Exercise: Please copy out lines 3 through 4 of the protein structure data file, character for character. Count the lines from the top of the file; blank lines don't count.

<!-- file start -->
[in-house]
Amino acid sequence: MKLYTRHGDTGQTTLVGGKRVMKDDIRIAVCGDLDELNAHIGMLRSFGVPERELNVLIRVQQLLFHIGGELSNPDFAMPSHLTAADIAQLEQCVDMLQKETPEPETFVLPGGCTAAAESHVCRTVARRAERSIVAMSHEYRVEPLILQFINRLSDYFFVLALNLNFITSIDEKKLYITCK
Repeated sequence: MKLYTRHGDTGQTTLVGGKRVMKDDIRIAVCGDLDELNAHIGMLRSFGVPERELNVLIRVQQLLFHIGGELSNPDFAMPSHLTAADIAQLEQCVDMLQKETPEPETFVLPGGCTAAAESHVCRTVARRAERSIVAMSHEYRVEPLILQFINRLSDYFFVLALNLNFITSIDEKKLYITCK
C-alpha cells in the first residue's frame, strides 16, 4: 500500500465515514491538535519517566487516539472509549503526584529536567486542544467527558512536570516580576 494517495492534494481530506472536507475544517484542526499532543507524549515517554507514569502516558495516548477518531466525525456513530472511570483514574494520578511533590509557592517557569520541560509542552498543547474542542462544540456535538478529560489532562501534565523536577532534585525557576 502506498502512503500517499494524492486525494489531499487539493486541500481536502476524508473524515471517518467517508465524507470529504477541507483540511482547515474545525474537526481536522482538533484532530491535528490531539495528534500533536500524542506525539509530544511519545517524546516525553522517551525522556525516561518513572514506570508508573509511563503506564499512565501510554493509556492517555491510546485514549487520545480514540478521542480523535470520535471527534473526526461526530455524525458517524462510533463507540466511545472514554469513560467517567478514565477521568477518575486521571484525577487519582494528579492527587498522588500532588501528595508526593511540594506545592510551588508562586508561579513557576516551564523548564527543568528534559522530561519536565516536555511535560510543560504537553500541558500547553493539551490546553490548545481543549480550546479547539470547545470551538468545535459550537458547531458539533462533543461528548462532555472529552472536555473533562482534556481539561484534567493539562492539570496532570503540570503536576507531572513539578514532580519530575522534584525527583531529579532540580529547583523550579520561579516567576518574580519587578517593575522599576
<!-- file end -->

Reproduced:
Repeated sequence: MKLYTRHGDTGQTTLVGGKRVMKDDIRIAVCGDLDELNAHIGMLRSFGVPERELNVLIRVQQLLFHIGGELSNPDFAMPSHLTAADIAQLEQCVDMLQKETPEPETFVLPGGCTAAAESHVCRTVARRAERSIVAMSHEYRVEPLILQFINRLSDYFFVLALNLNFITSIDEKKLYITCK
C-alpha cells in the first residue's frame, strides 16, 4: 500500500465515514491538535519517566487516539472509549503526584529536567486542544467527558512536570516580576 494517495492534494481530506472536507475544517484542526499532543507524549515517554507514569502516558495516548477518531466525525456513530472511570483514574494520578511533590509557592517557569520541560509542552498543547474542542462544540456535538478529560489532562501534565523536577532534585525557576 502506498502512503500517499494524492486525494489531499487539493486541500481536502476524508473524515471517518467517508465524507470529504477541507483540511482547515474545525474537526481536522482538533484532530491535528490531539495528534500533536500524542506525539509530544511519545517524546516525553522517551525522556525516561518513572514506570508508573509511563503506564499512565501510554493509556492517555491510546485514549487520545480514540478521542480523535470520535471527534473526526461526530455524525458517524462510533463507540466511545472514554469513560467517567478514565477521568477518575486521571484525577487519582494528579492527587498522588500532588501528595508526593511540594506545592510551588508562586508561579513557576516551564523548564527543568528534559522530561519536565516536555511535560510543560504537553500541558500547553493539551490546553490548545481543549480550546479547539470547545470551538468545535459550537458547531458539533462533543461528548462532555472529552472536555473533562482534556481539561484534567493539562492539570496532570503540570503536576507531572513539578514532580519530575522534584525527583531529579532540580529547583523550579520561579516567576518574580519587578517593575522599576